"Now's the time for a prosperity agenda for Atlantic Canada"
Each province in Atlantic Canada must punch above its weight to ensure its economic well-being. And in recent years they’ve been doing a pretty good job. The region boasts a good standard of living and a great quality of life.
But attracting new investments, employers and people to the region is a constant battle. The playing field is getting much larger thanks to globalization. Increasingly each province competes among heavy-weight nations like the United States, the world’s largest economy; or China, India, Brazil and Russia, some of its fastest growing ones.
If we want to sustain our winning ways, we can no longer act as four distinct players. It’s time to call on our four provincial governments to develop a prosperity agenda for Atlantic Canada; one that will increase our prospects in the modern economy, and reduce impediments to grow our local champions.
Let’s have the lowest business tax rate in Canada. The rationale is simple: low cost jurisdictions attract new investments, which in turn, creates more jobs and ultimately greater revenues for government to invest back into public programs. This approach has been embraced by some of the world’s most progressive societies like Sweden and Finland, with impressive results.
Atlantic Canada can build upon its previous success at harmonizing the federal and provincial sales taxes to remain an attractive low cost jurisdiction. Each province can raise the Harmonized Sales Tax by two percent, essentially “filling in” Ottawa’s reductions in the GST. New revenues generated from this consumption tax would be offset by reductions in corporate and personal income taxes. New Brunswick has already expressed interest in such a move. I’d encourage others to join in to ensure each province remains on equal footing.
Let’s be the destination of choice for skilled workforce. Attracting our fair share of immigrants will be critical in this regard. That’s because new Canadians come with diverse ideas and talents, along with an energy and ambition to succeed.
Few countries accept more immigrants than Canada, but this provides little direct benefit to our region. Indeed, while eight percent of Canada’s total population resides here, we attract about one percent of new Canadians. That’s not acceptable, given the fact that our population is both aging and declining. Unchecked, there will be 25 percent fewer students graduating from our high schools in 10 years. How can we fuel our economy when our most important pool of resources is dwindling?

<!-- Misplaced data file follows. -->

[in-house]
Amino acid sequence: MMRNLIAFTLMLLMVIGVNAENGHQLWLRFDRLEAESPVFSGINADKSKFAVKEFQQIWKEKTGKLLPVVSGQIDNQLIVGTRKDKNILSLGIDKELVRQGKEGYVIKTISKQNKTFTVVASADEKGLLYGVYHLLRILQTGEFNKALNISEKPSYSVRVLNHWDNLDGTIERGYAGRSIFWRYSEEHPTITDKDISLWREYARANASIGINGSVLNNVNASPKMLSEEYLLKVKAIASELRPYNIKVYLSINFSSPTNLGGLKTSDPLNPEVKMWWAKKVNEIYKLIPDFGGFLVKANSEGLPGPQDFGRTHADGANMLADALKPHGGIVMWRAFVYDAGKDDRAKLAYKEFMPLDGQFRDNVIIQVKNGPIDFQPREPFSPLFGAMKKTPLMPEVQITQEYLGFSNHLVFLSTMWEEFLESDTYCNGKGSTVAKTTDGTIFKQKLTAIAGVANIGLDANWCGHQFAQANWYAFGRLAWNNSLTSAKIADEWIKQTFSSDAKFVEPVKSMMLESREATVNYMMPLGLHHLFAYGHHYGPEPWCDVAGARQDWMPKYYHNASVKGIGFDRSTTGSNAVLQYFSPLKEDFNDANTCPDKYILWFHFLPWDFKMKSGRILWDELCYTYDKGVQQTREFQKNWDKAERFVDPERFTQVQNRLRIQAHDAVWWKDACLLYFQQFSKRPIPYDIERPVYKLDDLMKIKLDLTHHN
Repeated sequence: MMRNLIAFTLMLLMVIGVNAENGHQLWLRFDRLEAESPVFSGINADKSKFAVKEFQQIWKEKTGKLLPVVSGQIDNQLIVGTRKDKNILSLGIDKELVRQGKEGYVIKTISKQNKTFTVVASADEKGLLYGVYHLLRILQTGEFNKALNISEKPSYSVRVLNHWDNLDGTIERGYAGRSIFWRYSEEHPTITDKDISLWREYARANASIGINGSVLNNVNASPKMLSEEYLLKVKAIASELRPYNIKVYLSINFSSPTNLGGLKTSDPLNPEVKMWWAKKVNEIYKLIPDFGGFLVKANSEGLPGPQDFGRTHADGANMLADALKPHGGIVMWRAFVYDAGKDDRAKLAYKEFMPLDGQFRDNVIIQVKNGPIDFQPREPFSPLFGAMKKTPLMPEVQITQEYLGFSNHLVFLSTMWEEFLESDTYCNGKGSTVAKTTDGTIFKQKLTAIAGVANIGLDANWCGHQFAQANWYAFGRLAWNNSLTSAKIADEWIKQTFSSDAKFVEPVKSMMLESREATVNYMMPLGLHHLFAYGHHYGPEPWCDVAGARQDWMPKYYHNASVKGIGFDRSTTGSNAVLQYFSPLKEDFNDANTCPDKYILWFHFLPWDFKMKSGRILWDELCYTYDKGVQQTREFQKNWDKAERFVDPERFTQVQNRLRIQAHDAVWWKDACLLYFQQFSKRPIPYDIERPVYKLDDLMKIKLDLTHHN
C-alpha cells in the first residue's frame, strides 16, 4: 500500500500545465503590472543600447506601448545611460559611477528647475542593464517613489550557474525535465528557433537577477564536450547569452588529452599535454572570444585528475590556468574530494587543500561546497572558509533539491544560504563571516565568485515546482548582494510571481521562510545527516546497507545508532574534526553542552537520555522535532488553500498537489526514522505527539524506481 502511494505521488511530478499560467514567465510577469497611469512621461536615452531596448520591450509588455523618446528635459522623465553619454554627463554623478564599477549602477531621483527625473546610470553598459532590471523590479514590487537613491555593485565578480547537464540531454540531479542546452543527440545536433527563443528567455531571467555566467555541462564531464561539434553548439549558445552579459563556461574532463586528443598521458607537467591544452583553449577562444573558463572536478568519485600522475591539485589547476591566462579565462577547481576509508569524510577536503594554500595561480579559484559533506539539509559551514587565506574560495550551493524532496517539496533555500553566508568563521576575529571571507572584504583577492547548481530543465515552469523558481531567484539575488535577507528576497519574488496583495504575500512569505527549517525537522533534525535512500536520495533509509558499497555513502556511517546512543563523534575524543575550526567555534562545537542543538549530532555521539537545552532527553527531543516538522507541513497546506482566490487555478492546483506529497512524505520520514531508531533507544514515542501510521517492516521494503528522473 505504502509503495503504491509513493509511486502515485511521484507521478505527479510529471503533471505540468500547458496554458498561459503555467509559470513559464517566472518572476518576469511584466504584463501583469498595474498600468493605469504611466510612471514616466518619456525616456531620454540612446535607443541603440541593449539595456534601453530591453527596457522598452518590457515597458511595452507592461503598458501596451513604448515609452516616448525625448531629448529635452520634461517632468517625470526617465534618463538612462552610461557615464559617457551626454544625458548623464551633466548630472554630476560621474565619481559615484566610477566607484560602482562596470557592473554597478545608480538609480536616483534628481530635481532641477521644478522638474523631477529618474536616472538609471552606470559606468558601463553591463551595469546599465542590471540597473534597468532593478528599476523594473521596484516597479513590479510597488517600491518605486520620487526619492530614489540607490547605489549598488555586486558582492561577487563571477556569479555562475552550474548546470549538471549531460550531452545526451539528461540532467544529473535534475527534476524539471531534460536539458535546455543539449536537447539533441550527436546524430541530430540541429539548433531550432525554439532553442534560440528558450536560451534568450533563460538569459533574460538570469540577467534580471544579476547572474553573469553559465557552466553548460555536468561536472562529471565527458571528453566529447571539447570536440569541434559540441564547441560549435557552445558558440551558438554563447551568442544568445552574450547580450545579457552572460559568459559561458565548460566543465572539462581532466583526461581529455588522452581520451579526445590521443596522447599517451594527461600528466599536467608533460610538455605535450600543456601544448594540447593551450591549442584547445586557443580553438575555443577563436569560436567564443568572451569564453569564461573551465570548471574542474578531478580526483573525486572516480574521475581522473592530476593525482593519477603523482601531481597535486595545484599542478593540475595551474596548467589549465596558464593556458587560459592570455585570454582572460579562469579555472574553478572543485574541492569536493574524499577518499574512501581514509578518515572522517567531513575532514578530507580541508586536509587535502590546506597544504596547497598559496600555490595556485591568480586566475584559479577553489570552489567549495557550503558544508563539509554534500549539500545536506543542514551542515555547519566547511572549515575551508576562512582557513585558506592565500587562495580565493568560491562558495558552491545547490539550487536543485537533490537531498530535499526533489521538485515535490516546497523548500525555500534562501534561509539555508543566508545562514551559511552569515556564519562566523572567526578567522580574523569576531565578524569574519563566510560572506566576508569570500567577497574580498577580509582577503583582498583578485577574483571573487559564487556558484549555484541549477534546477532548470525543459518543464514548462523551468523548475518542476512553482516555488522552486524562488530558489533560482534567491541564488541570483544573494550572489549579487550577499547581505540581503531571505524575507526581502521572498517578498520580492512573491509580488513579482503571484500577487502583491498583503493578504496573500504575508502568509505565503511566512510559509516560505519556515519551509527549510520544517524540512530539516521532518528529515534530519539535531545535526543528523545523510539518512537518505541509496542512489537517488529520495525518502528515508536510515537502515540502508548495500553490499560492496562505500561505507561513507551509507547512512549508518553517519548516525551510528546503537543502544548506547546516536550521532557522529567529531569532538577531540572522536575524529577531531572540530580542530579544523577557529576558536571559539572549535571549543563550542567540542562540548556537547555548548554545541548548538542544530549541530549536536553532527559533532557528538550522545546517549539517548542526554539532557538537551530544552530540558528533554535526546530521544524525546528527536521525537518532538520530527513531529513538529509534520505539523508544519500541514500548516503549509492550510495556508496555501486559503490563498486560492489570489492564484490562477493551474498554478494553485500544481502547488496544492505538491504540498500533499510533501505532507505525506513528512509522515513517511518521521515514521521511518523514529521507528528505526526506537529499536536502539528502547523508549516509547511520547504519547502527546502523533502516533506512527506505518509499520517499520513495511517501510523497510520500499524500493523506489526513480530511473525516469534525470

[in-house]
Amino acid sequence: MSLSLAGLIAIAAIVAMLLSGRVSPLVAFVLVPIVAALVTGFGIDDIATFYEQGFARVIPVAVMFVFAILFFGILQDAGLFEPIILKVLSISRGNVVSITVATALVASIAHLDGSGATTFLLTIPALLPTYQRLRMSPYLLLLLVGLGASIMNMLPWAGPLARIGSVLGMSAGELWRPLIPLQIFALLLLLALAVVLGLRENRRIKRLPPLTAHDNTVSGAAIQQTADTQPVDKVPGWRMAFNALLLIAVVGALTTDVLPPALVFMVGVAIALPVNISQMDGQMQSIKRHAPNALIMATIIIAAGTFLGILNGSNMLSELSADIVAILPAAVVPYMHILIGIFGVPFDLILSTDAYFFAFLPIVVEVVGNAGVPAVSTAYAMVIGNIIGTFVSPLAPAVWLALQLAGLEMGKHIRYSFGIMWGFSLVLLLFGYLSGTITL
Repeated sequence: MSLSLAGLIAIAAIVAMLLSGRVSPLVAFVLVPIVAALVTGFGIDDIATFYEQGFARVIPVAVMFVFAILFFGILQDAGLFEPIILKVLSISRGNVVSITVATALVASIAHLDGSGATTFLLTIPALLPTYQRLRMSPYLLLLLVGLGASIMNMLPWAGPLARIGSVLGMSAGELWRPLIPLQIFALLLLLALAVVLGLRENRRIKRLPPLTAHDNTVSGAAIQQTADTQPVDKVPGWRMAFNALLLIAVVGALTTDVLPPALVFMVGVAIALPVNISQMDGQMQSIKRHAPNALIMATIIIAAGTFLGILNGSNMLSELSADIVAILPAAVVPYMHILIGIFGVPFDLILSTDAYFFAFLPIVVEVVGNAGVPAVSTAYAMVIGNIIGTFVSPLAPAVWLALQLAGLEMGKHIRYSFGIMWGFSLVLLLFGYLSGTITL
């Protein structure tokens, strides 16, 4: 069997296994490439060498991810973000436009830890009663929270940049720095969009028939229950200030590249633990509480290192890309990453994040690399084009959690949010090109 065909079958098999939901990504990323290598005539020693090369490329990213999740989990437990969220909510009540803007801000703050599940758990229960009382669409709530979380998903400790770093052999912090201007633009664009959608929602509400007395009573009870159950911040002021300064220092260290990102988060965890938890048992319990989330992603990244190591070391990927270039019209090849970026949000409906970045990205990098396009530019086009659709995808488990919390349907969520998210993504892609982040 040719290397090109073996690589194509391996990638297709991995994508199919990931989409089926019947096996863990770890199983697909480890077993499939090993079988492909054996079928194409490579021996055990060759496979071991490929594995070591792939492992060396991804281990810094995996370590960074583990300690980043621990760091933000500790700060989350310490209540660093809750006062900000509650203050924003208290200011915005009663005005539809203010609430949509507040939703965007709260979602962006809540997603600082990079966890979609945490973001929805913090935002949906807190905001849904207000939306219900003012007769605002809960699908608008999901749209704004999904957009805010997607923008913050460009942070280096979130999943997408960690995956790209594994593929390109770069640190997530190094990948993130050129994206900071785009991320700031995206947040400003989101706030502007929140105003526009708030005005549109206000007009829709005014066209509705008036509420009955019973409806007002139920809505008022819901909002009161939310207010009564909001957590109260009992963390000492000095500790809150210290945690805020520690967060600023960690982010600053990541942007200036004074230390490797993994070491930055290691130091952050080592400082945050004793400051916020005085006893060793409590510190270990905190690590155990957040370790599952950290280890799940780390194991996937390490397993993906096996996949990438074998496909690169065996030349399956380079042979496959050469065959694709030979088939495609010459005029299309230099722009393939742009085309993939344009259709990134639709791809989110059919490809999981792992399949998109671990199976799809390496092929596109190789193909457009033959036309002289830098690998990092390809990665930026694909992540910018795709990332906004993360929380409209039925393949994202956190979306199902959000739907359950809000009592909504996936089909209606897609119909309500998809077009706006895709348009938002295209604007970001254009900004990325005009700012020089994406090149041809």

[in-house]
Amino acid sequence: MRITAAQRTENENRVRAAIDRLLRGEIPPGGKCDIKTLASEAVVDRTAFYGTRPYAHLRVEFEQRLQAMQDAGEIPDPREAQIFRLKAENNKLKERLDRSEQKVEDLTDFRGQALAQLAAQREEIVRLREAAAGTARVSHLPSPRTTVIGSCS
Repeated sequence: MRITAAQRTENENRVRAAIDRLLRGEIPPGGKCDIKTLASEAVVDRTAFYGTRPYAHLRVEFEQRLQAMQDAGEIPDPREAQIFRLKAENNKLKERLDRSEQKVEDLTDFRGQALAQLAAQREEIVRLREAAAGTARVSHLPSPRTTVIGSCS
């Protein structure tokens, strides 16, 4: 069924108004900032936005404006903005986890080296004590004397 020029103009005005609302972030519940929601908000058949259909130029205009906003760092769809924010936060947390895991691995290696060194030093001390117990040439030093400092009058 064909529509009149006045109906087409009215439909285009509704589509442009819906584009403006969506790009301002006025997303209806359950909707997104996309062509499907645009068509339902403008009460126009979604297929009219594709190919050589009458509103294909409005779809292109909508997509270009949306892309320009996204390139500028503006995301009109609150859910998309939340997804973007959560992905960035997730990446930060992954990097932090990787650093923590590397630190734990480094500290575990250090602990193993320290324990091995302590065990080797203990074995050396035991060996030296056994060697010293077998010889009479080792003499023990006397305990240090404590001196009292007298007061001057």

A related issue is education. Post secondary schools can act as a magnet, attracting highly desirable individuals from Canada and abroad to the region. Moreover a cluster of learning institutions – with an emphasis on research and development -- can help generate new economic opportunities.
Atlantic Canada already has a distinct advantage in this regard. The challenge is to build upon its existing strengths as a knowledge centre. Our provincial governments should consider how a collection of disparate schools in the US northeast transformed into the prestigious Ivy League brand, and in turn, became an academic centre of gravity, and international research hub. Similar strategies could be applied in Atlantic Canada, resulting in greater cachet for those who study, work and invest in our local institutions.
Let’s eliminate barriers that impede economic growth. It’s beyond me why each Canadian province has a securities regulator. These unnecessary expenses hit our small and medium size companies especially hard. It also makes it much more difficult for them to access new markets. Our four provincial governments could reduce costs and complexity if they eliminated their regulatory bodies.
Atlantic Canada is also constrained by imaginary walls that prevent a free flow of trade, labour and ideas across our provincial boundaries. Its reached such absurd levels that a Times & Transcript editorial lamented: “If we could reliably dam the rivers and bifurcate the air at our invisible borders, I'm certain somebody, somewhere in the region would be doing it.”
As far as I can see, the only thing these kinds of barriers protect us from is opportunity. At a Premiers’ meeting this summer, we saw some movement made on a pan-Canadian approach to tear down trade barriers. But as the trade and labour mobility agreement between Alberta and BC has shown, there’s no need to wait for consensus among 13 jurisdictions to create a new economic marketplace. Let’s just get on with creating a free trade zone within Atlantic Canada.
There are many other areas where we must band together. In these pages, I’ve supported an Atlantic Gateway strategy that involves a single port with multiple facilities across the region. We should also consider combining our provincial pension funds, a move that would help place us at the centre of more large-scale investment opportunities. Regional tourism campaigns would also be a compelling and efficient way to market Atlantic Canada abroad.
Competition for new investments, employers and people is fierce and formidable. Success requires our region to bulk up and build muscle. That can only be done if we act as a single contender in the economic arena. A prosperity agenda for Atlantic Canada will build upon our strengths, and ensure we are best equipped to sustain our winning ways.